India U-23s play like Italy of 1994, sadly they miss Roberto Baggio and Daniele Massaro!
Written by: Punit Tripathi
The Blue Colts do not have the ammunition to execute the approach the Azzurri of old made famous...
I grew up on football with my father telling me stories about how Brazil played flair football, how the English teams were always overhyped and had no real success except one here and there and how great Italian teams played ‘hit-and-run’, with defenders hitting the ball high up the pitch, relying on the strikers to reach to it before opposition defenders and put it at the back of the net.
India, in today’s context, is similar to that Italian team, barring the presence of the Baggios and the Massaros. Roberto Baggio was an old fashioned striker, very comfortable with aerial balls and providing the team goals at every instance of need, except one. (The 1994 World Cup final penalty shootout) Sadly, the Robin Singhs, the Jeje Lalpekhluas and the Manvir Singhs aren’t the prototypical Baggio of modern Indian football.
Watching India U-23 play Syria on Wednesday was a similar feeling. Lalruatthara was probably playing a Pepe-esque role on the pitch, lunging into one tackle after another with disdain and almost with ignorance. He looked like he had forgotten that cards are awarded in football, and two of them meant the captain sits out the next game. Having a hard line of defence is okay and understandable, but getting that last line to tackle at the drop of the hat and commit fouls in numbers doesn’t make sense, does it? It's SUICIDAL.
If you’ve ever played competitive football, at any level, you’d know as a player that the most comfortable thing on the pitch is to have the ball at your feet or at your teammate’s feet. Anyone who questions this point can please comment or write to me at email@example.com. Looking at the mentioned pretext, our National team manager seems to be feeding the national team Colts with other messages.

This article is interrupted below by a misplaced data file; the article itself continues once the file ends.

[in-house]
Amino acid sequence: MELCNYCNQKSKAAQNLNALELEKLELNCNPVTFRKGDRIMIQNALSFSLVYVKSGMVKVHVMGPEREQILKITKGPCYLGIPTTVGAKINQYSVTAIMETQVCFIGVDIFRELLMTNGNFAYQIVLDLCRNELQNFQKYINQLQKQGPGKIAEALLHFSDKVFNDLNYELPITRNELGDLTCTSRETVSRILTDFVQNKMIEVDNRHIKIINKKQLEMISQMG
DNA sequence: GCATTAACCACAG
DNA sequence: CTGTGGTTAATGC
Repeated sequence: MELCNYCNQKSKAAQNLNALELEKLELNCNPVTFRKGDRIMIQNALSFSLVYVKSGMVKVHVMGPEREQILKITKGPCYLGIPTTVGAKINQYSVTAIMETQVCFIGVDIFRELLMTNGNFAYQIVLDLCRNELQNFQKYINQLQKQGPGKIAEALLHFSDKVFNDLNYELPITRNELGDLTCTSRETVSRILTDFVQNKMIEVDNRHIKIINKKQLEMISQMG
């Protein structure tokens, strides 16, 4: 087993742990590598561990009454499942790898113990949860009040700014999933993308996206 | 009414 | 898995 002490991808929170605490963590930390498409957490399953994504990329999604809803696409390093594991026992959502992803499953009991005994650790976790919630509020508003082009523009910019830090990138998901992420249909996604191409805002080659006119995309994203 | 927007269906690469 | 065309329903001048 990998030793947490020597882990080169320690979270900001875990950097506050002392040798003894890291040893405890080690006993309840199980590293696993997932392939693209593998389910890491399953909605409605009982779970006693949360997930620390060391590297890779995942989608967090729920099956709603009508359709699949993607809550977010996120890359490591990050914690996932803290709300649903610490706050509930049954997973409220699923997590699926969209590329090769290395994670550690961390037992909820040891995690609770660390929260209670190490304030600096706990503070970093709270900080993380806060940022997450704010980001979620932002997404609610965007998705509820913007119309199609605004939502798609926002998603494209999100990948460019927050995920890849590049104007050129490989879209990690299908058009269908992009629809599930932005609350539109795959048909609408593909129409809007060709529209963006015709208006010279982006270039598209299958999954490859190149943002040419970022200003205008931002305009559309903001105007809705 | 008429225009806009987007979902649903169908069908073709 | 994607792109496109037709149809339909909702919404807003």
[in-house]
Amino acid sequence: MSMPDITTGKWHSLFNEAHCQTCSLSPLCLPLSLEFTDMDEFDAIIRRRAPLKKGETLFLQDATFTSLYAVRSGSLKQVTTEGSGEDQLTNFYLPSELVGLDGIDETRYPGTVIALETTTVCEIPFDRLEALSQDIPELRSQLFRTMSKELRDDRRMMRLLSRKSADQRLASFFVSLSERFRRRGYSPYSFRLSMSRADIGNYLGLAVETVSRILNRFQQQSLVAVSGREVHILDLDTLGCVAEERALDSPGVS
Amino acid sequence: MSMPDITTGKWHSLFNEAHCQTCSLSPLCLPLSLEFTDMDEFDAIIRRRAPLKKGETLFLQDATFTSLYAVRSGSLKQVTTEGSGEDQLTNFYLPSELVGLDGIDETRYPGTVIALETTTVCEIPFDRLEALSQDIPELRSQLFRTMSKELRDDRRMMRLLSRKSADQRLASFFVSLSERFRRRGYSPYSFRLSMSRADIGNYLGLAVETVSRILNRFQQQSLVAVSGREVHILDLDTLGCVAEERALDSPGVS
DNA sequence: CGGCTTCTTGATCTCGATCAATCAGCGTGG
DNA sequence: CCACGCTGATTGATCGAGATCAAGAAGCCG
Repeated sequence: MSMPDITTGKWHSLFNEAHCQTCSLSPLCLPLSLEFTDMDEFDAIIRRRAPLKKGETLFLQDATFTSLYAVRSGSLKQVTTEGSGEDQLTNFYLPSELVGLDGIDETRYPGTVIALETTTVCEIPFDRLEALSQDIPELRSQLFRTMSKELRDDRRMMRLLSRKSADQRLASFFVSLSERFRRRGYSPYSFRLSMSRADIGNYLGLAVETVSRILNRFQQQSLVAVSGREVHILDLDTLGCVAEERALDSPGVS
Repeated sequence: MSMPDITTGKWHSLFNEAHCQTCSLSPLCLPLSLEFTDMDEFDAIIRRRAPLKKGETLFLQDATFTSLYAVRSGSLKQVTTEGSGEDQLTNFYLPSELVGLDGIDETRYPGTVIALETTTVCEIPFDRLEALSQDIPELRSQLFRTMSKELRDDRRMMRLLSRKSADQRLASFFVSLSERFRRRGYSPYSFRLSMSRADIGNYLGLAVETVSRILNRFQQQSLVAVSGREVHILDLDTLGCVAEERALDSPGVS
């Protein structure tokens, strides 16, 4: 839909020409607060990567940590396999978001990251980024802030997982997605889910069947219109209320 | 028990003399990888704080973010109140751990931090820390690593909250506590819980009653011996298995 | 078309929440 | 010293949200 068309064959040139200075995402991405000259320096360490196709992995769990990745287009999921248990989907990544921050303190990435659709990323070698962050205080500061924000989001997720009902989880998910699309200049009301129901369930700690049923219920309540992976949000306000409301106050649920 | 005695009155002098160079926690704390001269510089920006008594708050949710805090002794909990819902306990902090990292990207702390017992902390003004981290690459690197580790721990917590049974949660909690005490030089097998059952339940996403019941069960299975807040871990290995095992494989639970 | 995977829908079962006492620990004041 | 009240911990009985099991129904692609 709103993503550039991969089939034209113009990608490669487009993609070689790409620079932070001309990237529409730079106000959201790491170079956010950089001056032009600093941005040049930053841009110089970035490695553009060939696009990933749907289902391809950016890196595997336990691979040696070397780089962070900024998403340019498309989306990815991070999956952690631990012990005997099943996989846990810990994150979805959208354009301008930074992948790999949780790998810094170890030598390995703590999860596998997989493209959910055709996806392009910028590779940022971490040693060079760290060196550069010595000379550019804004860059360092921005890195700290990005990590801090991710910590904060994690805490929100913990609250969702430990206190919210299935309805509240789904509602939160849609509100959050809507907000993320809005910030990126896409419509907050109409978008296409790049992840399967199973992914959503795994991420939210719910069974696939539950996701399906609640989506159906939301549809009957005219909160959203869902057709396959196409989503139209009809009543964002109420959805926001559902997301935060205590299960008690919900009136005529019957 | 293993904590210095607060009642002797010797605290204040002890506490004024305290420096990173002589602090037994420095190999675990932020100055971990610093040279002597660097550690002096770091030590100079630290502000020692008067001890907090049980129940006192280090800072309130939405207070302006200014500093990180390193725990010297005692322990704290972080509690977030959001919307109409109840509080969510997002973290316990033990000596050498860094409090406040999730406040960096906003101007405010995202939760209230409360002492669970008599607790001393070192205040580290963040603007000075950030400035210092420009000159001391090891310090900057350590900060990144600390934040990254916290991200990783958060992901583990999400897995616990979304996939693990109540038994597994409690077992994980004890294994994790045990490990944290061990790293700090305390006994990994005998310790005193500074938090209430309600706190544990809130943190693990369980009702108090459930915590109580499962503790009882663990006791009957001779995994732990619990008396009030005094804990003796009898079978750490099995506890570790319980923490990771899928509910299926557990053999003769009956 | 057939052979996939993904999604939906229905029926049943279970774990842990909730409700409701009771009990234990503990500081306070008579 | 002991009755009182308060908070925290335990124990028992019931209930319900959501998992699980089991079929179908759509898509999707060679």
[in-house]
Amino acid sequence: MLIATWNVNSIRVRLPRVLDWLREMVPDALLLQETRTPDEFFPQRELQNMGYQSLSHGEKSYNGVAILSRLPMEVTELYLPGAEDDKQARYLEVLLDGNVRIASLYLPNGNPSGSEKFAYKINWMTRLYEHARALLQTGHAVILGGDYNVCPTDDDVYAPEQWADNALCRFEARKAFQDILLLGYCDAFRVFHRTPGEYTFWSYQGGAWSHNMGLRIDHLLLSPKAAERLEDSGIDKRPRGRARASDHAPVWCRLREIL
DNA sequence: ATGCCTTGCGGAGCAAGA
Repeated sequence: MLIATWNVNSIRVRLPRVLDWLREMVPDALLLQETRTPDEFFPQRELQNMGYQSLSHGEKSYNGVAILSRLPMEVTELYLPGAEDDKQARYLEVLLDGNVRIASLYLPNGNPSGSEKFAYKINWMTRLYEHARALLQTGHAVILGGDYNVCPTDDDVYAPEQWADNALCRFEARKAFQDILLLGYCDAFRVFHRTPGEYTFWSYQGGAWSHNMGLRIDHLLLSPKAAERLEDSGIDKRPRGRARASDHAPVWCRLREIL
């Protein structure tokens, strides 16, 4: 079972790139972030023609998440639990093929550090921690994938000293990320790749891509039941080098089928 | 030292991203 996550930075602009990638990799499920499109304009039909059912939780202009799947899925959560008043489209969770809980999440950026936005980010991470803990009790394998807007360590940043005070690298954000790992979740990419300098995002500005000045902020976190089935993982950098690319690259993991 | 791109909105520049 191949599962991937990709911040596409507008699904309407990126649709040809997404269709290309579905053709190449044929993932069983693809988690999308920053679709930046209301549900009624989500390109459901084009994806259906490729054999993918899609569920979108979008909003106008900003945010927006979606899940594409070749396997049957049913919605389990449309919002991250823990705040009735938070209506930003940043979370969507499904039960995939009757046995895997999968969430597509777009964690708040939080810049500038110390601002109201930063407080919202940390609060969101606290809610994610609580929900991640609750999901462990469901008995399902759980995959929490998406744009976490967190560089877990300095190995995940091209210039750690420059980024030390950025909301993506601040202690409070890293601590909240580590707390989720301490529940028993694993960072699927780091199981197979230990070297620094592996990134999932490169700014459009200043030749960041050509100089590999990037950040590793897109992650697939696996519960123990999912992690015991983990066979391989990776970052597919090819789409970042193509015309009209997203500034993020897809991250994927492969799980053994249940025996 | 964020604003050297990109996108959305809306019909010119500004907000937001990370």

The ball is not asked to be carried out of the defence, EVER. It is always asked to be comfortably kicked into the stratosphere, from which, more often than not, the opposition is sure to regain possession. Manvir Singh and Daniel Lahlimpuia are expected to be the Roberto Baggio and Daniele Massaro, which is too hard a thing for these youngsters with just over 50 senior level games under their belts. Why do players in the national team always look hurried? Why are they not comfortable keeping the ball? It is either the capability, which isn’t the case because these players have showcased enough maturity on the ball at the club level.
So now, it’s either the manager’s tendency to play the long ball, or it is his inability to find the right players in the country. If it’s the second one, what is India’s best young deep-lying playmaker Isaac Vanlalsawma doing sitting back home? So, looking at how we play with the senior team, we come to a safe conclusion that it’s the manager’s way of playing, just like Mourinho plays a defensive formation, Guardiola has a tiki-taka and Ancelotti a dynamic possession-based system.
With the ‘hit-and-run’ policy, we wonder what Anirudh Thapa and Jerry Lalrinzuala are doing in the team. Ball players, composed on it and concentrated without it, shouldn’t be a part of it. Are they saving graces in a denounced system of hypocrisy? Are we actually moving in the right direction in terms of a footballing nation? Is he actually building a team for the future, like he says? I understand that it’s been very short that the team has practised together, but here, I’m not questioning the collaborative ability or the cohesion, but the intent to play a system and the system itself.
There’s no midfield for transition, for carrying the ball, for creating opportunities. It’s a more extended form of defensive shield. Throughout the game against Syria, except once or twice, Anirudh Thapa and Germanpreet Singh were chasing shadows and were defending in their own half. When they won the ball and passed it back due to high pressure, it was hit back into the rotational horizon, expected to be controlled with finesse and put into the back of the net by our own Mario Balotelli. Sadly, none exist.
Published: Thu Jul 20, 2017 01:14 PM IST